This year marks the 100th Anniversary of World War 1. For this reason, we should take every step to remember those who made the ultimate sacrifice for our freedom. Those individuals made it possible for us to live the lives we are so accustomed too today. You might be thinking, “it’s just another Remembrance Day…nobody goes to them anymore because everyone who survived has passed on…they’ll just read that poem again, highlight some events on the news and play a stream of war movies on TV.” Here is a simple story to explain where that poem comes from and the importance to show your support.
A story of one soldier, who by his death, inspired the writing of the poem, ‘In Flanders Fields’. Without it, we wouldn’t have the foundation of what the true meaning of Remembrance Day is, and why it is imperative we wear our Poppies and show our support for all still serving, retired veterans and those that have passed on before us. Not only remember World War 1 and World War 2 but also to reflect on the other wars and conflicts Canadians have paid the ultimate sacrifice for our freedom. Events like the Korean war, the Afghanistan war and other conflicts that sometimes don’t jump out to the forefront of our minds.
It is thought that doctor John McCrae (30 November 1872 – 28 January 1918) began the draft for his famous poem “In Flanders Fields” on the evening of the 2 May 1915 in the second week of fighting during the Second Battle of Ypres.
John McCrae was serving as a Major and a military doctor and was second in command of the 1st Brigade Canadian Field Artillery. The field guns of his brigade’s batteries were in position on the west bank of the Ypres-Yser canal, about two kilometers north of Ypres. The brigade had arrived there in the early hours of 23 April 1915.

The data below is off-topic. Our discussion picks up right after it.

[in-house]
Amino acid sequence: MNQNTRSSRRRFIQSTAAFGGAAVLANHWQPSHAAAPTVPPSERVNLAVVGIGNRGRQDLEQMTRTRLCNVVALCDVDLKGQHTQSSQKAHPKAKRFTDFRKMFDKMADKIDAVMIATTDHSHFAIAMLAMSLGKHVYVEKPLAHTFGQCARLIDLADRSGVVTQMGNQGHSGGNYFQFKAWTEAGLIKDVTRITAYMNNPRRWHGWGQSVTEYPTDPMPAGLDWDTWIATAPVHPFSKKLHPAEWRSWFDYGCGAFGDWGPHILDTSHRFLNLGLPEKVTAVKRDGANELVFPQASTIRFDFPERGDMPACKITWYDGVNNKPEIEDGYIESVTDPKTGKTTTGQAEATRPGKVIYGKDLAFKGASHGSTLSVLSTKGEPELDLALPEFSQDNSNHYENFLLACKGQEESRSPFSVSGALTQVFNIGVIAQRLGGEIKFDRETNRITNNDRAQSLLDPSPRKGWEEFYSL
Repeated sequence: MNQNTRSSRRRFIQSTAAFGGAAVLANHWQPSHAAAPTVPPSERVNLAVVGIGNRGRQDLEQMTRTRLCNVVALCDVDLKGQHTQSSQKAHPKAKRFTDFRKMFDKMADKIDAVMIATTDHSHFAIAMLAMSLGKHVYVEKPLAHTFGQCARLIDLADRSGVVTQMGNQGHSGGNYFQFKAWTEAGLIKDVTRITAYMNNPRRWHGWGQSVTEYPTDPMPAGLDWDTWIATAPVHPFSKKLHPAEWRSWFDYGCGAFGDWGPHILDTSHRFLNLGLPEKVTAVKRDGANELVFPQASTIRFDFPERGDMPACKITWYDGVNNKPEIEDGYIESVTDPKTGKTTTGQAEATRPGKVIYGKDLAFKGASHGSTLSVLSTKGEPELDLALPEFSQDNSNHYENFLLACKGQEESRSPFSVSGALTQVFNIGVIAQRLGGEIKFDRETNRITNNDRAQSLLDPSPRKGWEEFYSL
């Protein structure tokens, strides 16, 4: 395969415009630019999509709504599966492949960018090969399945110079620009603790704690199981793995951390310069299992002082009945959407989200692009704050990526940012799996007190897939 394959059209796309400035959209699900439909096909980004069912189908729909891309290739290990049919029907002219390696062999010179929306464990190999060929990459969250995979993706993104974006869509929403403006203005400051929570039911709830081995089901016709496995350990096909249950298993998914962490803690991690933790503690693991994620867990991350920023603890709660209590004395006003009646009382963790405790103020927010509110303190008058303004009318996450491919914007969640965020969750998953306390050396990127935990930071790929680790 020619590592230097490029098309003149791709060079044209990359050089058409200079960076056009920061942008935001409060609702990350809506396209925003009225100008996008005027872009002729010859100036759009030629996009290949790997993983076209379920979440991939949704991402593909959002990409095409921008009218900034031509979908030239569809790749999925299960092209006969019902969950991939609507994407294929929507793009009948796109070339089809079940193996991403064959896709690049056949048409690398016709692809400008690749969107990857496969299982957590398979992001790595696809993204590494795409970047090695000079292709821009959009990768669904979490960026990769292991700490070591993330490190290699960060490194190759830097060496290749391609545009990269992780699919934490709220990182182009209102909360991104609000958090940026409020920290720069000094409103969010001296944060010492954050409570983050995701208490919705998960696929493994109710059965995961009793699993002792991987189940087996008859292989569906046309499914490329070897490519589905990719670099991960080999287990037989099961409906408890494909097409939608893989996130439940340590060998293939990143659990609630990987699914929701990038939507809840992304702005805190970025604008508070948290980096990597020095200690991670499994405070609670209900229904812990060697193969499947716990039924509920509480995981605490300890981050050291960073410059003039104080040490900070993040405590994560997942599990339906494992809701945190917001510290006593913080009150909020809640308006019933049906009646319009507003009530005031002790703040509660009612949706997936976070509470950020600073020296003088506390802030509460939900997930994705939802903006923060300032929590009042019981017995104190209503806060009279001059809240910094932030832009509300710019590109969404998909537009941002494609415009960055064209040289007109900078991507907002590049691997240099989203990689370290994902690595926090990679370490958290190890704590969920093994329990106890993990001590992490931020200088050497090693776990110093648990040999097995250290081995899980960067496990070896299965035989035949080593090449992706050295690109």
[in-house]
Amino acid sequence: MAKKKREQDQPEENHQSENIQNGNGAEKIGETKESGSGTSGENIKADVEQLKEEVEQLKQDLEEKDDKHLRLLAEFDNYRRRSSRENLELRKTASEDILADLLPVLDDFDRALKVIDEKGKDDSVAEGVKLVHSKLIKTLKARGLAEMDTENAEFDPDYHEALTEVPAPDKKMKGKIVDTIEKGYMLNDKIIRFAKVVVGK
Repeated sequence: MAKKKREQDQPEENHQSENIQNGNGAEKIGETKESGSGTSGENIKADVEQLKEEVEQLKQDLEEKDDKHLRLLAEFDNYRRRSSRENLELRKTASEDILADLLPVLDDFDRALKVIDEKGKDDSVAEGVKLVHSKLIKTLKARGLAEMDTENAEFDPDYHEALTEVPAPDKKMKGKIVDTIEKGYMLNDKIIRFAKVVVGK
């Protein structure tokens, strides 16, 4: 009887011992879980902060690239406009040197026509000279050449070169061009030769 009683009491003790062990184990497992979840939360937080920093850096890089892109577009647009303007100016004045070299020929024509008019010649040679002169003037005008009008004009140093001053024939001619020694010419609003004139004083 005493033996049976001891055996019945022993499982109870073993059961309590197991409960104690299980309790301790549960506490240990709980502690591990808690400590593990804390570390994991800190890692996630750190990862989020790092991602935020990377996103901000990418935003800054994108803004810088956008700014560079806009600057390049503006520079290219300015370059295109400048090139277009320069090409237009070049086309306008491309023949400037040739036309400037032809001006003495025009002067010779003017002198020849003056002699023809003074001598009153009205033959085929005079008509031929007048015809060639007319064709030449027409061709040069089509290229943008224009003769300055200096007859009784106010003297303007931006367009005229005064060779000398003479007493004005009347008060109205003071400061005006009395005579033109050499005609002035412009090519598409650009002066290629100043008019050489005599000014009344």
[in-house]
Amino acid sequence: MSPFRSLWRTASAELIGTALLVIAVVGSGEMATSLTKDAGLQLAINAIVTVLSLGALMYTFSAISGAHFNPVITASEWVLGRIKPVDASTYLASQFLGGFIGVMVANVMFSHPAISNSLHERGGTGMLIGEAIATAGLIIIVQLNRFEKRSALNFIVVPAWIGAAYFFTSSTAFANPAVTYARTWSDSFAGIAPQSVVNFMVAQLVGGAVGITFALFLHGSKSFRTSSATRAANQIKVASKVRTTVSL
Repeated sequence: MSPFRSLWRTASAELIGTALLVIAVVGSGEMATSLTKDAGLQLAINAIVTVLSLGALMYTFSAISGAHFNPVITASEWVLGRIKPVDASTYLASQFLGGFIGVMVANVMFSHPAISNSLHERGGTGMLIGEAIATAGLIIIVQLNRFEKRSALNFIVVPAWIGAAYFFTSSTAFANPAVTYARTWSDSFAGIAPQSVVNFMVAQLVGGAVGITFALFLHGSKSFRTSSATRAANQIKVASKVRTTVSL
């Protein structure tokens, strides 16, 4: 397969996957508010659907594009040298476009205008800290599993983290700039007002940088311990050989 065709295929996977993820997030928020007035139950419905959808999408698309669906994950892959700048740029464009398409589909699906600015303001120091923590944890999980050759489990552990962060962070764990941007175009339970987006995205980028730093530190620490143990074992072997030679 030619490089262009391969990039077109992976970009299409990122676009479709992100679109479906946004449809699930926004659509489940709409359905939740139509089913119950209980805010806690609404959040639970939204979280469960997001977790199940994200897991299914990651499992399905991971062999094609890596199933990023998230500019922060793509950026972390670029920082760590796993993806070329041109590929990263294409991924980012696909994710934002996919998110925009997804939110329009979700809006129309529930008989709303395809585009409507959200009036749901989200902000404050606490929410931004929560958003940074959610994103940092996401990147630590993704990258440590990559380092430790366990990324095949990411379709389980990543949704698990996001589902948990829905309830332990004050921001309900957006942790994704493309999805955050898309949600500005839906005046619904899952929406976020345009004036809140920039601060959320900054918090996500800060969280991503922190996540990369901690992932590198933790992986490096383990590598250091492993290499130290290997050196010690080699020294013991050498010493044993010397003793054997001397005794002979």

It is believed that the death of his friend, Alexis Helmer, was the inspiration for McCrae’s poem “In Flanders Fields”. The exact details of when the first draft was written may never be known because there are various accounts by those who were with McCrae at that time.
Lieutenant Alexis Helmer was an officer in the 2nd Battery, 1st Brigade Canadian Field Artillery. He had become good friends with John McCrae. On the morning of Sunday 2 May Alexis left his dugout and was killed instantly by a direct hit from an 8 inch German shell. What body parts could be found were later gathered into sandbags and laid in an army blanket for burial that evening.
Alexis was 22 years old and a popular young officer. Before the outbreak of war, he had graduated from McGill University with a degree in Civil Engineering. He was the son of Elizabeth I. Helmer of 122, Gilmour Street, Ottawa, and the late Brigadier General R. A. Helmer.
Lieutenant Helmer was buried on 2 May. In the absence of the chaplain, Major John McCrae conducted a simple service at the graveside, reciting from memory some passages from the Church of England’s “Order of Burial of the Dead”. A wooden cross marked the burial place. The grave has since been lost. Lieutenant Alexis Helmer is now commemorated on Panel 10 of the Menin Gate Memorial to the Missing in Ypres; he is one of the 54,896 soldiers who have no known grave in the battlefields of the Ypres Salient.
In Flanders Fields
by John McCrae, May 1915
In Flanders fields the poppies blow
Between the crosses, row on row,
That mark our place; and in the sky
The larks, still bravely singing, fly
Scarce heard amid the guns below.
We are the Dead. Short days ago
We lived, felt dawn, saw sunset glow,
Loved and were loved, and now we lie
In Flanders fields.
Take up our quarrel with the foe:
To you from failing hands we throw
The torch; be yours to hold it high.
If ye break faith with us who die
We shall not sleep, though poppies grow
In Flanders fields.
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